A pro-Confederate-flag rally at the Alabama Capitol building in June. AP Photo/Ron Harris

This article is from the archive of our partner National Journal

In the aftermath of the deadly shooting at a church in Charleston, South Carolina, House Democrats jumped on an issue that brought the appropriations process to a screeching halt: the Confederate flag.

The passage by voice vote of three amendments barring the display of the flag on National Park land sparked an internal revolt within the Republican Party and ultimately forced leadership to pull the underlying bill from the floor in an embarrassing episode. And as Republicans turned tail, Democrats vowed to keep forcing the issue again and again.

But then, as quickly as the issue blew up, it disappeared.

The omnibus spending bill released Tuesday and expected to clear the House and Senate this week doesn’t contain any of the three Confederate-flag amendments. Leadership aides say that Democrats never even brought them to the table, leaving a flare-up over one of the year’s most contentious debates unresolved.

“This could and should have happened,” said Rep. Jared Huffman, a California Democrat who sponsored two of the original amendments. “The fact that it was taken out is yet another sign that those who champion the Confederate flag still have a lot of sway in the Republican conference.”

But not all Democrats wanted to continue to press the issue at the risk of derailing the $1.1 trillion government spending bill. Rep. G.K. Butterfield, a North Carolina Democrat and chairman of the Congressional Black Caucus, told National Journal that his caucus decided to focus its negotiating power on “bread and butter issues” like poverty. Bringing the flag into it, he said, would have been “counterproductive.”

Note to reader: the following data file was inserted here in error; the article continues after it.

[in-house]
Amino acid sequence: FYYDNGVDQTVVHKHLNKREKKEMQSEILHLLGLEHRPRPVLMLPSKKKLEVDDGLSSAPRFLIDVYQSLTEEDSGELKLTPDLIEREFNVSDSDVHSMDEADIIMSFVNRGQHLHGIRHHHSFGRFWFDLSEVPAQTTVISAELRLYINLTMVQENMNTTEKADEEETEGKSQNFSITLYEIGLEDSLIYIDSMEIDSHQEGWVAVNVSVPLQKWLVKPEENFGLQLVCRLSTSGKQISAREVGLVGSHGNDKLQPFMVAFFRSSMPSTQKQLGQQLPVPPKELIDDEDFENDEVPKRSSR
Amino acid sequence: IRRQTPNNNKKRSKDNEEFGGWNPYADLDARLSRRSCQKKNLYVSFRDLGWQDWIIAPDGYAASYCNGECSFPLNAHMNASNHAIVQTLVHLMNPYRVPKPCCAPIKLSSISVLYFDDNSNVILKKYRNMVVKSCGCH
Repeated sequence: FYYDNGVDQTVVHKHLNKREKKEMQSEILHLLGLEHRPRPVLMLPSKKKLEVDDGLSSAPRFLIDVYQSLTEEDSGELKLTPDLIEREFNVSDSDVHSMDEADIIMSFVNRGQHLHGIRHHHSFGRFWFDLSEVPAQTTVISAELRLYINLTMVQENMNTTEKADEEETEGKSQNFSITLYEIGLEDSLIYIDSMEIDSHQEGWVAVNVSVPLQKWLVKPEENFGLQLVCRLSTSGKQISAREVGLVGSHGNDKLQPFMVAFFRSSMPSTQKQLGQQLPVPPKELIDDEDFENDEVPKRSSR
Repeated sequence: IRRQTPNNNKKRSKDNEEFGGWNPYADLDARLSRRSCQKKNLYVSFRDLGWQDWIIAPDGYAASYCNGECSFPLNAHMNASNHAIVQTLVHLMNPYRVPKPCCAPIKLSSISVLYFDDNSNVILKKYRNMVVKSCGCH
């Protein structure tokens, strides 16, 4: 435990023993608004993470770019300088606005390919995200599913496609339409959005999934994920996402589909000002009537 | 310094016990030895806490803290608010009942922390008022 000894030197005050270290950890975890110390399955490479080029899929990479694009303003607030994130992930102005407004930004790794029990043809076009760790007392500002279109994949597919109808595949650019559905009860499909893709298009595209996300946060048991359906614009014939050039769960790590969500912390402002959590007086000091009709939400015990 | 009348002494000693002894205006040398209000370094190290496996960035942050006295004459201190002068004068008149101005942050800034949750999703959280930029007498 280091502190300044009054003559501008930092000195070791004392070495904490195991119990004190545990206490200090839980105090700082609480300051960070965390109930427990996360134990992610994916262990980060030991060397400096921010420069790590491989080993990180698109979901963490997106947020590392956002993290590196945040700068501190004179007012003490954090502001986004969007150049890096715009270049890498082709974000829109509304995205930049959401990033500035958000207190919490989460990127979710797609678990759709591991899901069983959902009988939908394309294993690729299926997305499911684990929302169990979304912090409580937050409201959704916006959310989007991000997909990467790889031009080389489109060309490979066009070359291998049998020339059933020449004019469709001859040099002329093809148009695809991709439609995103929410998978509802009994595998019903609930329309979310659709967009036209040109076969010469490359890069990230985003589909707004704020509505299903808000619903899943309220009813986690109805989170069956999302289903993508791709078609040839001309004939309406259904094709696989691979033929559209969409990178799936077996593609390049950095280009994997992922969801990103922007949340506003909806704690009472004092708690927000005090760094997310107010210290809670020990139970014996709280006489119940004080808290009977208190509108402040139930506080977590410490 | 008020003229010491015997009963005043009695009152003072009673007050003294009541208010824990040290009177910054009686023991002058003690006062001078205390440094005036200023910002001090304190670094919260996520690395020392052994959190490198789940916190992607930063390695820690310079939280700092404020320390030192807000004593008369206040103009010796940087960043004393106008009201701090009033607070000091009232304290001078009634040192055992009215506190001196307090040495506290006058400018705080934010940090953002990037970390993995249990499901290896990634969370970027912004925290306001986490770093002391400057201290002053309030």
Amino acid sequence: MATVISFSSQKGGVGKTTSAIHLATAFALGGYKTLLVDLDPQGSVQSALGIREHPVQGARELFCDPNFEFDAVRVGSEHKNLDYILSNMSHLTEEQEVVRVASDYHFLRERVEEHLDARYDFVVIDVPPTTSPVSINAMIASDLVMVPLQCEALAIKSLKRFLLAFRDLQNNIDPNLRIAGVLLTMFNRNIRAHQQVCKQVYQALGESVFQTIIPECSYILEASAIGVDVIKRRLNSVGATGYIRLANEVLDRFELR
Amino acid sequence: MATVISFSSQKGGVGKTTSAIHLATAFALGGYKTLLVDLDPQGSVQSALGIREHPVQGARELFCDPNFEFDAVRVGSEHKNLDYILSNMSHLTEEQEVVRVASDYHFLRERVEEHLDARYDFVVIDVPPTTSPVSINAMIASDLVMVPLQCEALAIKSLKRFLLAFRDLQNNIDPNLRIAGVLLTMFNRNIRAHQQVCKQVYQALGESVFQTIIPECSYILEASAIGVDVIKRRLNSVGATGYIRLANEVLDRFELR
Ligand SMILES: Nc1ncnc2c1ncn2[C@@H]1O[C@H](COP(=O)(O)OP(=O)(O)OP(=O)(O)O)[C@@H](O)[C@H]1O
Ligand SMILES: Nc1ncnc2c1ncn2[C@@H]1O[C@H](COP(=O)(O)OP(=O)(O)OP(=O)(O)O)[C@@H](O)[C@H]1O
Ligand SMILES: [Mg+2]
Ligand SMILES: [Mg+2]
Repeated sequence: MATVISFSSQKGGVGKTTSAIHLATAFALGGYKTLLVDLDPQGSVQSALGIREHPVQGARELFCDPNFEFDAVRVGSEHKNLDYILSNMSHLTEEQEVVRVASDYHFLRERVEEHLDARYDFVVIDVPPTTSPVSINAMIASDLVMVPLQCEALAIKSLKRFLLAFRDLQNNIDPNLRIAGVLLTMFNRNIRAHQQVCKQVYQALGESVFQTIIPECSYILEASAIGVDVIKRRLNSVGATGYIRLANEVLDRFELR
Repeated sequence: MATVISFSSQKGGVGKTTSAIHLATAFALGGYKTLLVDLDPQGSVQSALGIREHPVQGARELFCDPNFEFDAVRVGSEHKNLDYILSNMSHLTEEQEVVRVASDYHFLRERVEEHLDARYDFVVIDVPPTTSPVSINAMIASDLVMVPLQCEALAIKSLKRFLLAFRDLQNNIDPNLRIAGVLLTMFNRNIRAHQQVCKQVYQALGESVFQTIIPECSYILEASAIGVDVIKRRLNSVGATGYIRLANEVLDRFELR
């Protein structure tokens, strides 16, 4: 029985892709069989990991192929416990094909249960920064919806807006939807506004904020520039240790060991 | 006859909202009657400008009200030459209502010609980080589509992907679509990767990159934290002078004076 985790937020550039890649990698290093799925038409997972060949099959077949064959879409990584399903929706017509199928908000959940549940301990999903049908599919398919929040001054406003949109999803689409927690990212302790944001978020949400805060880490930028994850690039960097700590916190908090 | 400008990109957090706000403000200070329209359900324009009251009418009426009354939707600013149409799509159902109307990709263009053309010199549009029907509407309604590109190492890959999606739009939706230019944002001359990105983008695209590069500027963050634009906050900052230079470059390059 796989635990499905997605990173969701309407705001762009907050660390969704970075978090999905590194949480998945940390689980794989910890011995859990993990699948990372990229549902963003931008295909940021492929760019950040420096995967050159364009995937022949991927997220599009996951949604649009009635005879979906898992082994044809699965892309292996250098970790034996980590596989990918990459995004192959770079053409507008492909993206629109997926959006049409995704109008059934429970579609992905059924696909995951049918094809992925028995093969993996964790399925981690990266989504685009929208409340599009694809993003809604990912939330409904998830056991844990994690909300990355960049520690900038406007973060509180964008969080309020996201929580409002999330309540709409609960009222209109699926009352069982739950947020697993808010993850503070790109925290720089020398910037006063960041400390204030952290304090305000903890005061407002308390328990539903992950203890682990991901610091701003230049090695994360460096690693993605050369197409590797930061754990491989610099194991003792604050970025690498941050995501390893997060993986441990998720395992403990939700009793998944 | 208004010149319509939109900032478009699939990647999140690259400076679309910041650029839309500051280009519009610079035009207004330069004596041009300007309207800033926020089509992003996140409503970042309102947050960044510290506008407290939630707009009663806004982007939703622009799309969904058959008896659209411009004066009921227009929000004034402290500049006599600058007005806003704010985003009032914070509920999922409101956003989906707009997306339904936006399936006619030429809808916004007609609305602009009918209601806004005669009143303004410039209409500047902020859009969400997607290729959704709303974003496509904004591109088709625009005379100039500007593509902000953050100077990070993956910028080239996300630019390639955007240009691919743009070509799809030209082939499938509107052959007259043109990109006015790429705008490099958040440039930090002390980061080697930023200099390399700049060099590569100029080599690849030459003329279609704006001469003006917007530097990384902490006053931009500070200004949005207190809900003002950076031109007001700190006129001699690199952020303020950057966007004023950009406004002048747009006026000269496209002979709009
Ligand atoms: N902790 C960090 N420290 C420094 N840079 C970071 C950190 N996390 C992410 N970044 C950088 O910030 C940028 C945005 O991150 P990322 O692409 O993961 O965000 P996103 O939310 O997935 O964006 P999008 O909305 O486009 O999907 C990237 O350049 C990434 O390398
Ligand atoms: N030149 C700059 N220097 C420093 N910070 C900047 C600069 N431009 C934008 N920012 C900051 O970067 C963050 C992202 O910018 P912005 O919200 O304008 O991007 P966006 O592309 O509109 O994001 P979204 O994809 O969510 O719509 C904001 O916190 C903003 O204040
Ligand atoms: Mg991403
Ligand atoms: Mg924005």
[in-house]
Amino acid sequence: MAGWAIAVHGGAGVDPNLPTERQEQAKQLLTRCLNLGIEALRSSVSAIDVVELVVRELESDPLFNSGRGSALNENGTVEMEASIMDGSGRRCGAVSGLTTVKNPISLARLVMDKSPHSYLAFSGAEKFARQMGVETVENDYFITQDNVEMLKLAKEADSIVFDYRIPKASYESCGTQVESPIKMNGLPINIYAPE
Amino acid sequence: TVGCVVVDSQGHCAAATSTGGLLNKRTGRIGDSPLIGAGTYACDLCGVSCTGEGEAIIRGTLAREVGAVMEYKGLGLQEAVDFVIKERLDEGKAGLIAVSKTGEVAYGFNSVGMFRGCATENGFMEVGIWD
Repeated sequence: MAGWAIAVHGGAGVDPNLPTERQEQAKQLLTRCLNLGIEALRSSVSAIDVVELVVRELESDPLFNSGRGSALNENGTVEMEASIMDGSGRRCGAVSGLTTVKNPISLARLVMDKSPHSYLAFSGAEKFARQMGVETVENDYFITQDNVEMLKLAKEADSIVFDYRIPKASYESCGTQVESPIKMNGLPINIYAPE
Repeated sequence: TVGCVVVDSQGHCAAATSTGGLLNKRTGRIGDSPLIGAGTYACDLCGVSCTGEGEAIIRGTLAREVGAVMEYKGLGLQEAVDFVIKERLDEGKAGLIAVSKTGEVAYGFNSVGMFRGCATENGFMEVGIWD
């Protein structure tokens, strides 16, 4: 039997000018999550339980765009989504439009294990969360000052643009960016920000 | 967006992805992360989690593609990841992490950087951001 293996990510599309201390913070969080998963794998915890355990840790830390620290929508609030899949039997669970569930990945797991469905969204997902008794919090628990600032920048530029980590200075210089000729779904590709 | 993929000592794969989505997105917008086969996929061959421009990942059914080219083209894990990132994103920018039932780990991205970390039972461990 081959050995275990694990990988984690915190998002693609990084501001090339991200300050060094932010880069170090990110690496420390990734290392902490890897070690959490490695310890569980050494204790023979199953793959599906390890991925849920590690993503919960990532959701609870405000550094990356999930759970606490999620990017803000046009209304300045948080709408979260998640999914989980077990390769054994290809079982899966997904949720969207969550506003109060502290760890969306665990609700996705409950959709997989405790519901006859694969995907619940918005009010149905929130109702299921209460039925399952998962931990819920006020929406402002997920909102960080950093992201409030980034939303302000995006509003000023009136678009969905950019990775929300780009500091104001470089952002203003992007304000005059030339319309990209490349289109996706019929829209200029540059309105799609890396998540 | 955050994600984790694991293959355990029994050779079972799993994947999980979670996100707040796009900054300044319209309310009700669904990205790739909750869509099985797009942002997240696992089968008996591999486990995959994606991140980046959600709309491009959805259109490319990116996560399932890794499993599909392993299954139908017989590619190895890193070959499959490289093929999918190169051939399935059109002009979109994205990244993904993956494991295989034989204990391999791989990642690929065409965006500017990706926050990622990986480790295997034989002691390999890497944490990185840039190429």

“It would have been too toxic,” he said. “We made our point back then, but right now we’ve got to get a budget off and make sure it doesn’t get balanced on the backs of poor people.”

The flag amendments weren’t even part of the baseline negotiating text, according to an Appropriations Committee aide. Negotiators considered only the committee-passed Interior bill, ignoring any floor amendments because the final bill hadn’t been passed by the full House.

Democratic Rep. Hakeem Jeffries of New York, the author of the third amendment, told National Journal that he didn’t press leadership to bring up the amendments, and Huffman said the talks happened above his level. But Jeffries said it was more a function of the nature of the omnibus itself, rather than the issue.

“The National Parks Service should not be using public dollars for the purchase, display, acquisition, transfer of the Confederate flag. Period,” he said. “This is a fight that is not over. It’s just beginning.”

The initial amendments were the result of a perfect storm. After a shooting at a historic African-American church left nine dead in Charleston, the nation was thrust into a debate about the symbolism of the Confederate flag. South Carolina legislators voted to remove the flag from the statehouse grounds, trying to distance themselves from an emblem linked to the country’s history of racism and slavery.